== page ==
MLB Opening Week: Scioscia's Divine Intervention Calms Angels Faithful
The first week of the 2011 Major League Baseball season is well underway. The first series are in the books, and with them, fans across the country are showing their first signs of panic.
Out in Anaheim, things are no different. At least for the fans.
Optimists draw parallels to the 2002 season, when the Angels lost 14 of their first 20 games before roaring back to a 99-win season and the franchise's first World Series Championship.
Pessimists fear the similarities with last season, when a solid Opening Day victory lead to three straight losses to the Minnesota Twins, setting the tone for a frustrating year in every aspect.
The realists, however, understand that although the start hasn't been pretty, no baseball season was ever won or lost before tax day. Realists can appreciate that while changes may need to be made, the year is far from over.
Realists like Mike Scioscia.
The Angels skipper, regarded as one of the game's best, is typically a slow mover when it comes to making roster moves. Particularly this early in the season, and especially when it involves an emotional response to painful losses.
But even Scioscia couldn't sit idly by and watch his relievers continue to destroy the good work done by the offense and starting pitching.
Who will finish the season as the Angels' closer?
After suffering through their team's first losing season in seven years, he watched his bullpen fritter away three games in what could have easily been a four-game sweep of the Kansas City Royals.
In all three losses, the Royals scored the go-ahead run in their final at-bat. Twice, the bullpen surrendered walk-off home runs, breaking both fans' hearts and coaches' patience.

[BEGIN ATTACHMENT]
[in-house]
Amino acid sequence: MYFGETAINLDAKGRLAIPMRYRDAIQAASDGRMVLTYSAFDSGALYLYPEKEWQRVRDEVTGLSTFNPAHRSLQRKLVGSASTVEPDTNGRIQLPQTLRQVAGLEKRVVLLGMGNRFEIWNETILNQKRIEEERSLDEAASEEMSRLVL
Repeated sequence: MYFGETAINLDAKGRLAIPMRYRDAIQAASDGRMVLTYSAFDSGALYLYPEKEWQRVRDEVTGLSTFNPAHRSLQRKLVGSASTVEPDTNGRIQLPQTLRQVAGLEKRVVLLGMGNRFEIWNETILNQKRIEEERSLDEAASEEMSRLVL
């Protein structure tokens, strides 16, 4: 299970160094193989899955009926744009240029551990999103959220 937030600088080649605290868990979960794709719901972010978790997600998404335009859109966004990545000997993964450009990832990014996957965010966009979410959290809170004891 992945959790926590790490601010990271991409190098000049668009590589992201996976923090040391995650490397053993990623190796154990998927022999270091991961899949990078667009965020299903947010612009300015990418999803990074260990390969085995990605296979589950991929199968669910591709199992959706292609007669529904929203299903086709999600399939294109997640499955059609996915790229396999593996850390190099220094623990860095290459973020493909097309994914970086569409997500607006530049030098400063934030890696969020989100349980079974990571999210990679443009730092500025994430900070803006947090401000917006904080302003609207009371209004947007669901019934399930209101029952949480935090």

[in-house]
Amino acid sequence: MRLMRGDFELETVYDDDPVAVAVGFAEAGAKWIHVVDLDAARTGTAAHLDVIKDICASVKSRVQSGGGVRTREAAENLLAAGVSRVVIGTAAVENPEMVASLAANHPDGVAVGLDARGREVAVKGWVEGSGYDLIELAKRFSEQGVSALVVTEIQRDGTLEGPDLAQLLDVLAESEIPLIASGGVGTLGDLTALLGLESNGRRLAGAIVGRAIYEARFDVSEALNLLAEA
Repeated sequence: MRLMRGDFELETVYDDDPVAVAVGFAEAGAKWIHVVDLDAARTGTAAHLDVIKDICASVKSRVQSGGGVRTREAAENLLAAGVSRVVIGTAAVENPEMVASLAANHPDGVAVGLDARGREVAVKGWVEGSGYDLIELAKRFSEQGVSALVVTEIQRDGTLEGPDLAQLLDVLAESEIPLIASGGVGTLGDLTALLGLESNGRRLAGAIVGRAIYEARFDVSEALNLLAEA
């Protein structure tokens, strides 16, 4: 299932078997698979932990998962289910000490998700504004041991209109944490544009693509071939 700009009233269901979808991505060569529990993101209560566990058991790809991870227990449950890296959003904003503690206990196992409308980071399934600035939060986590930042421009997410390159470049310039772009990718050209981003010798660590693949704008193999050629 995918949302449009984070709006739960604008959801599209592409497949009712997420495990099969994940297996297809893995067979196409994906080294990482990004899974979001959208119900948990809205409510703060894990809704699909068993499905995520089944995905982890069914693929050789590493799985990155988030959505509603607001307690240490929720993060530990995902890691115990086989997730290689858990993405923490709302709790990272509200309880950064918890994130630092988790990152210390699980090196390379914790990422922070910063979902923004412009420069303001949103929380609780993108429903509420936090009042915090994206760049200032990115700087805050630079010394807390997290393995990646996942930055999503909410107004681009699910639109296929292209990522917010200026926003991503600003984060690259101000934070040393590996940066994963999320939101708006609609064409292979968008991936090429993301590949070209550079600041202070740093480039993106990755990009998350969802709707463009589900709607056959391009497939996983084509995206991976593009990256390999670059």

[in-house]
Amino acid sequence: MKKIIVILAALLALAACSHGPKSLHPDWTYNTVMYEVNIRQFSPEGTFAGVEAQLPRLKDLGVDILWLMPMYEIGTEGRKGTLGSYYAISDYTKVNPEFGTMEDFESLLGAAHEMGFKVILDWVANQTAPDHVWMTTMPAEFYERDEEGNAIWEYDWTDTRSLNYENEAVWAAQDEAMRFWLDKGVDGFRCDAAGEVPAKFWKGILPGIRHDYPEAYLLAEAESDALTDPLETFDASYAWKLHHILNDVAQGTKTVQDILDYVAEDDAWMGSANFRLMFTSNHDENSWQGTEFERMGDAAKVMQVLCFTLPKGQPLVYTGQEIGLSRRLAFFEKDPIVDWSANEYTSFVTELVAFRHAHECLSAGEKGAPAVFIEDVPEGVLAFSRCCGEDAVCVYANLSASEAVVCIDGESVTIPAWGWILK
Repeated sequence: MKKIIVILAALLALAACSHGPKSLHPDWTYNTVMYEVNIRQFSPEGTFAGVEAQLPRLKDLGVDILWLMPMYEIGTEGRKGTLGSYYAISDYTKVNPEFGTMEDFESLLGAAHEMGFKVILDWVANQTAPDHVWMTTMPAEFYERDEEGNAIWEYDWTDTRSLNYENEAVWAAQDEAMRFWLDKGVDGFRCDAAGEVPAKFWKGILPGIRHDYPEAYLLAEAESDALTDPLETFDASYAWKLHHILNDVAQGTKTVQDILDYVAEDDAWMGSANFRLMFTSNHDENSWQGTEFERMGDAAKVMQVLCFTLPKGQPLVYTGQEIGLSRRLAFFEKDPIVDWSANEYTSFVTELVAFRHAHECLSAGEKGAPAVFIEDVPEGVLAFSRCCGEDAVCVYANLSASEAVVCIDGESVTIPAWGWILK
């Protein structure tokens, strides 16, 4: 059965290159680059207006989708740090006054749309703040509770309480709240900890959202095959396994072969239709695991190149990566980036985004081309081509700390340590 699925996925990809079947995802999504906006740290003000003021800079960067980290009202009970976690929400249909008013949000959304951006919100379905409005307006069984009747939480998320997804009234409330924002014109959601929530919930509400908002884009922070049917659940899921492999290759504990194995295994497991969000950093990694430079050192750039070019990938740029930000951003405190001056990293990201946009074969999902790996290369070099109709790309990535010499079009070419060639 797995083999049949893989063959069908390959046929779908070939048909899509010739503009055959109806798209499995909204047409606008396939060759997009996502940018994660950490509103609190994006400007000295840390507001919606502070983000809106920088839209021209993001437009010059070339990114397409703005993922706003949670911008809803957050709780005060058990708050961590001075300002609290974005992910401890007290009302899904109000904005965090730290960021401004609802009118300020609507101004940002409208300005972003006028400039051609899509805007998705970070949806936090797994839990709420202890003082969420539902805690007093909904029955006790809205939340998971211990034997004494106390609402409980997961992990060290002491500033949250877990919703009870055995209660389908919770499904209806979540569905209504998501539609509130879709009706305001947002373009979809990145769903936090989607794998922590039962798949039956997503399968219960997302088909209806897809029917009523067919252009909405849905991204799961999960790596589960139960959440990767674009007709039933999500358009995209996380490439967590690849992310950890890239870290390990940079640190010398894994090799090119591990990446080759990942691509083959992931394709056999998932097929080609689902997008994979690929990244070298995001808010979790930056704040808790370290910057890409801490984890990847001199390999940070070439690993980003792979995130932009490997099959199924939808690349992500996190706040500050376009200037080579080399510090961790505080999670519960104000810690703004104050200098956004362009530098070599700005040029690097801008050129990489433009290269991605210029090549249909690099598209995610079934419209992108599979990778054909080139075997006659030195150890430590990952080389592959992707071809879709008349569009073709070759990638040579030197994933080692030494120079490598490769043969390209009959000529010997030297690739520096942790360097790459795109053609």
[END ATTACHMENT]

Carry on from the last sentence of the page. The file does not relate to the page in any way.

Now, that's not to say Angel batters couldn't improve, and Scott Kazmir certainly didn't do himself any favors by giving up five runs in less than two innings.
What it does suggest is things haven't changed for some Angels from last season, and that is unacceptable in Scioscia's eyes.
He immediately dropped a long-struggling Fernando Rodney from the closer's role, inserted young fireballer Jordan Walden in his place, and put Kazmir on notice. One more start like he had on Sunday, and the former ace will find himself bounced from the starting rotation.
These changes are far from the panicked, knee-jerk reactions some fans have had already. They are the measured, calculated, and perfectly executed plans of a savvy dugout politician.
Scioscia knows this Angels roster has its work cut out for it in the AL West. But he is not going to let his boys go down without a fight.
Rodney and Kazmir are pitching like they're in competition to see who can put the most men on base in the fewest innings. Allowing that to continue would be as devastating to players' morale as it would be to their win-loss record.
Need proof? One day after Scioscia's intervention, the Angels cruised to a 5-3 victory over the Tampa Bay Rays, capped off by a 1-2-3 ninth inning from new closer Walden.
The last time that happened, Francisco Rodriguez was still on good terms with his father-in-law.
It's time to relax, Angels fans. It's April. There are 157 more days and nights of emotional anguish ahead. And Mike Scioscia will be there to see us through it all.
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